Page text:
Undeterred by Perrigo rejection, Mylan tells Teva to step off

Mylan Chairman Robert Coury

On Friday, Mylan ($MYL) all but rejected Teva's ($TEVA) takeover bid with its own sweetened bid for Ireland's Perrigo ($PRGO). But now, it's made the snub official, delivering a resounding "no" to its generics rival.

Monday, Mylan's board unanimously dismissed Teva's $40 billion offer, and it wasn't shy about sharing its reasoning. The Israeli drugmaker's proposal "grossly undervalues" Mylan, it argued. And Mylan's not interested in any proposal that involves shareholders swapping out their Mylan shares for Teva shares it deems "low-quality."

Sure, Mylan's open to any bids that come its way, Chairman Robert Coury said in a statement. As he disclosed in a public letter to Teva CEO Erez Vigodman, he even met up with the Teva chief last week in New York to discuss a potential deal--something that should have happened before Teva took its interest public, he noted. But "that does not mean we will entertain offers that grossly undervalue the company and leave our shareholders and other stakeholders exposed to serious risk," he said.

Teva CEO Erez Vigodman

Coury's issues with the proposal don't end with its financial structure. Where Teva sees a combined company that could reshape the generics industry and move the field forward, Mylan sees a consolidation of supply and manufacturing full of red flags for antitrust regulators. Because of the companies' overlap, joining hands wouldn't ultimately help Teva broaden its geographic reach, diversify its portfolio or expand its capabilities, Coury contends. Instead, all the company will get out of a deal is "short-term financial pop and longer-term value erosion."

And as Coury said earlier this month, he notes "different and conflicting cultures" between the two companies, and Teva's proposed tie-up doesn't address the "serious challenges" they could pose to integration. That problem could grow even larger under a Teva leadership team with a "poor record of delivering sustainable shareholder value," he figures.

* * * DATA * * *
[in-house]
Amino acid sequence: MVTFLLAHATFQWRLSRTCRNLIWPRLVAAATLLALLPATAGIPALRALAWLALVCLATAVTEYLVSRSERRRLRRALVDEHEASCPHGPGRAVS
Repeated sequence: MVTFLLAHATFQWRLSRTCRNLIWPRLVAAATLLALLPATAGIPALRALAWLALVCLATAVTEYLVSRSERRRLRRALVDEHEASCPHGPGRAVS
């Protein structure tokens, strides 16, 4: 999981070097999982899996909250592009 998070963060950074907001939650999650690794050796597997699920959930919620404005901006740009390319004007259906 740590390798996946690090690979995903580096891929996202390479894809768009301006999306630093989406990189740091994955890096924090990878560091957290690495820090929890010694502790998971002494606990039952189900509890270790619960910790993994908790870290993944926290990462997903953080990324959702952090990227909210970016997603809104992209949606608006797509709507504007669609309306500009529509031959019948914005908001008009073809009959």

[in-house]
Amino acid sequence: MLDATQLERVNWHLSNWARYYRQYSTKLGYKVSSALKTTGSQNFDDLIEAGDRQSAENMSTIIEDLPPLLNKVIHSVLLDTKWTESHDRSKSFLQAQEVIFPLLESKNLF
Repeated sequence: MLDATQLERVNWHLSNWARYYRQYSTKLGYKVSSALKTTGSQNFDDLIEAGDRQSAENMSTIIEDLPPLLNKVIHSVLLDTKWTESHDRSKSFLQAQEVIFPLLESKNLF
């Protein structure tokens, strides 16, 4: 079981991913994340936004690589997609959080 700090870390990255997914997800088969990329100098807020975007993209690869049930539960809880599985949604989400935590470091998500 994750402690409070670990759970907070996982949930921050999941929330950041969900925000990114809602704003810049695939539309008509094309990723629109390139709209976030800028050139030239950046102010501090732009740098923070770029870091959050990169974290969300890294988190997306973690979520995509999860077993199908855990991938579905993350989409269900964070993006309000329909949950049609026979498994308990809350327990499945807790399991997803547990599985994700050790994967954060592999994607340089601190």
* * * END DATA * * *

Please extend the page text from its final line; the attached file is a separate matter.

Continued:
In fact, Coury said, the whole thing makes so little sense that Mylan believes it's nothing more than a move by Teva to distract its rival and throw it off course from its business plan--which includes snapping up Perrigo.

There's just one problem for Mylan, and that's that Perrigo has shown no interest in becoming part of that plan. Friday, the target turned Mylan down for a second time--just hours after receiving its beefed-up $31 billion-plus bid.

That new offer wasn't really beefed up at all, the way Perrigo sees it. Mylan's proposal put forth a price that was actually lower than the $205 per share it vetoed earlier this month, Perrigo contended Friday. That's because the offer includes a substantial portion of Mylan shares.

"Based on Mylan's unaffected [stock] price of $55.31 per share on March 10, 2015, the last day of trading prior to widespread public speculation that Teva was considering an offer for Mylan, the value of the [new] offer is $181.67 per Perrigo share," it said.

- read Mylan's release
- see Friday's story on Perrigo

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